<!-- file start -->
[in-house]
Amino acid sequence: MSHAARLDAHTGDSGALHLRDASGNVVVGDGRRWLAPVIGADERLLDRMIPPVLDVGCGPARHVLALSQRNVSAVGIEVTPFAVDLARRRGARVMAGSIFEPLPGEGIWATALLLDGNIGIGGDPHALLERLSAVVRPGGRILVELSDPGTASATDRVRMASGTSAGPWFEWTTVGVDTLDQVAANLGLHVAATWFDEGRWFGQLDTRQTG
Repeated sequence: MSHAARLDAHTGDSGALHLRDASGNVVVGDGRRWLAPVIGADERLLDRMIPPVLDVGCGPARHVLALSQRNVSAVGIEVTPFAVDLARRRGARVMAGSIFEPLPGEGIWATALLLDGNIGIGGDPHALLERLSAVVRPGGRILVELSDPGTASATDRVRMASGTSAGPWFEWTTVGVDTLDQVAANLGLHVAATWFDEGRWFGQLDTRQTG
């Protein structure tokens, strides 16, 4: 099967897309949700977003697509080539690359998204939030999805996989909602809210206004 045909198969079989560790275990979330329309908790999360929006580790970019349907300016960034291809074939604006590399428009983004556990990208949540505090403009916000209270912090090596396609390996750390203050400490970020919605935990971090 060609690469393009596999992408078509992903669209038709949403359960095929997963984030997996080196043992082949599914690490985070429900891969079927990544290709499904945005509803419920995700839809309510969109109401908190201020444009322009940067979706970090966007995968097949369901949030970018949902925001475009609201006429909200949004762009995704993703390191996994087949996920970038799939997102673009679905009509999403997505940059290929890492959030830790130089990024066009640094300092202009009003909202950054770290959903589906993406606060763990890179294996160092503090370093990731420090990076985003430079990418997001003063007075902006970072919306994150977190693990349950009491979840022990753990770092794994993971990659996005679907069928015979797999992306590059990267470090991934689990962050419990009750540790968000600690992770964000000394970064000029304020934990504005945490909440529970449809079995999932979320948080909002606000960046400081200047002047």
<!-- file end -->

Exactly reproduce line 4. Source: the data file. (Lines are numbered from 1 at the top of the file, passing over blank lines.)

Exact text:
């Protein structure tokens, strides 16, 4: 099967897309949700977003697509080539690359998204939030999805996989909602809210206004 045909198969079989560790275990979330329309908790999360929006580790970019349907300016960034291809074939604006590399428009983004556990990208949540505090403009916000209270912090090596396609390996750390203050400490970020919605935990971090 060609690469393009596999992408078509992903669209038709949403359960095929997963984030997996080196043992082949599914690490985070429900891969079927990544290709499904945005509803419920995700839809309510969109109401908190201020444009322009940067979706970090966007995968097949369901949030970018949902925001475009609201006429909200949004762009995704993703390191996994087949996920970038799939997102673009679905009509999403997505940059290929890492959030830790130089990024066009640094300092202009009003909202950054770290959903589906993406606060763990890179294996160092503090370093990731420090990076985003430079990418997001003063007075902006970072919306994150977190693990349950009491979840022990753990770092794994993971990659996005679907069928015979797999992306590059990267470090991934689990962050419990009750540790968000600690992770964000000394970064000029304020934990504005945490909440529970449809079995999932979320948080909002606000960046400081200047002047």